19. Jeff, knowing you as relatively well as I do from attending your Intensive, reading your books, your blog, doing your online courses, I admit that the fact you write about writing, sans novels etc of your own, concerned me at first, in a those-who-can-do….kind of way. And then I realized that as long as your writing about writing was well-written and useful, that’s all that mattered to consider you a valuable source. But you do look disgustingly youthful (and probably will for the next 20 years). Funny how people find the most useless things to criticize — physical appearance tends to rank right near the top most of the time. Ask any woman who is trying to compete in a male-dominated field. Thanks for sharing your experience. When you share what hurts and show us how to survive it, it makes it easier for your tribe to take chances. We don’t succeed if we don’t stretch enough to risk failing.

    1. Jeff does look young, but I try not to look at him, just listen to what he is saying. I don’t know why people older than me listen to anything I have to say, but they do.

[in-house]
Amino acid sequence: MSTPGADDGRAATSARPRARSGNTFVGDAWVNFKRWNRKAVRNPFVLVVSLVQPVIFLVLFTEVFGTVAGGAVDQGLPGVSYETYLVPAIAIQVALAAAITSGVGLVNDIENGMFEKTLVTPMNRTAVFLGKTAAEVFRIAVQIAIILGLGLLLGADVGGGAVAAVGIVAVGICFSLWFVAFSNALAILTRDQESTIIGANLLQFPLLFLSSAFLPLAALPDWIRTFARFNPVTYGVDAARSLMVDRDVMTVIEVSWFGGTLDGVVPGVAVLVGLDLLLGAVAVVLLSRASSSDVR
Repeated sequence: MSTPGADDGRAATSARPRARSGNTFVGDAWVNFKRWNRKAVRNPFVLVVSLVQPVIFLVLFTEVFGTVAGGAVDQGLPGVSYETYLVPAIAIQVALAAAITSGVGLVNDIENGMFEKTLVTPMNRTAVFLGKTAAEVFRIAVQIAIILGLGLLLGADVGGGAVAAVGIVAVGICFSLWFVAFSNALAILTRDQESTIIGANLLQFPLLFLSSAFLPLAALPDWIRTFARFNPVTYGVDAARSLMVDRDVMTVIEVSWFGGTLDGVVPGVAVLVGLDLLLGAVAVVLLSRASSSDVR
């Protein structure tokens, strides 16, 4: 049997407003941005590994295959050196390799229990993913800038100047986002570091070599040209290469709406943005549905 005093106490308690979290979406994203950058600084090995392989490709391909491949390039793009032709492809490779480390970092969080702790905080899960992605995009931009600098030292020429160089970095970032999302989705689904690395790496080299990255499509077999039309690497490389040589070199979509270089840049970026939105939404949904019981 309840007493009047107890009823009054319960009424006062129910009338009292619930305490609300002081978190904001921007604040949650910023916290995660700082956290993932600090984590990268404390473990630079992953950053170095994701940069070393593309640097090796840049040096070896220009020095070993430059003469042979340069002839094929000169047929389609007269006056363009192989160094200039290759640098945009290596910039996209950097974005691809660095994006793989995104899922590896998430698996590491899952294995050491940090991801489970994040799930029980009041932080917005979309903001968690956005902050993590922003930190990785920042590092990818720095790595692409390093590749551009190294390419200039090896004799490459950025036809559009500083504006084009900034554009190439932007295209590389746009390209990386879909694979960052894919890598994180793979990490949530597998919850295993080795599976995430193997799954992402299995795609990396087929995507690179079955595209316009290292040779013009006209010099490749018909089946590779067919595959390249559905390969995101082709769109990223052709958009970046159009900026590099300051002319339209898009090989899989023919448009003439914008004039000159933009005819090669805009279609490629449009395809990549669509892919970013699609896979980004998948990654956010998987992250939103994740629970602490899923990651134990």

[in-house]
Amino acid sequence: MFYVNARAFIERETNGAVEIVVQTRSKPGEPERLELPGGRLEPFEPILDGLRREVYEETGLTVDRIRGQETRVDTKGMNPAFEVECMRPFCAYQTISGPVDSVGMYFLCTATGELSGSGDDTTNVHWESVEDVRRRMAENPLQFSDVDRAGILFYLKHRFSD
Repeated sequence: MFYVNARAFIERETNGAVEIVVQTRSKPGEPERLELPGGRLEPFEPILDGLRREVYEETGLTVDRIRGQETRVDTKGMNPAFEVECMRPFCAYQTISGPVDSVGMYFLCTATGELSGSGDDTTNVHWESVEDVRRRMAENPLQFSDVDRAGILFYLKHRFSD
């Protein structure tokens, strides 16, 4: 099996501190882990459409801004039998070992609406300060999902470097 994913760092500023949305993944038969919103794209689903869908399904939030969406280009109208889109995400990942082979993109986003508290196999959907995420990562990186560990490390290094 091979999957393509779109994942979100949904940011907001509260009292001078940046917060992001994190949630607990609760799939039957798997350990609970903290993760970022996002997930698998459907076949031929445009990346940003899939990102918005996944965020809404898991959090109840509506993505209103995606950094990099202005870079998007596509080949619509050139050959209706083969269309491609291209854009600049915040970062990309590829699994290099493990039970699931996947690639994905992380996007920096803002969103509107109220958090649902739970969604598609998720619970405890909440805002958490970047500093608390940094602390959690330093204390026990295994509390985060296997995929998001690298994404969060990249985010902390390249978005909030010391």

1. I just finished intentional blogging. They have been very helpful in writing for my new blog.
          I am here for your wisdom not your hair.

  20. I am a songwriter and a life coach. Without a song critique, or evaluation, if you prefer, the song stands little chance of getting better. There is also wisdom in knowing your audience as you write. “Nothing great is ever for everyone.” That includes great songs. As a life coach, fine-tuning my niche is key in truly helping my client. Allowing the client then the opportunity to review our work together assists me in becoming a better coach. I would add, however, to bear in mind that your work is separate from your person. If the opinion of others about our work is associated with our worth as a person, we are giving the control of our lives totally over to others and we will allow it to destroy our work, not make it better.

  21. Constructive criticism is great. If someone says that the title is boring, but doesn’t give any examples of what they like, it is a case of can’t please everyone. Especially if 3 others have said the title is intriguing and made them want to read more.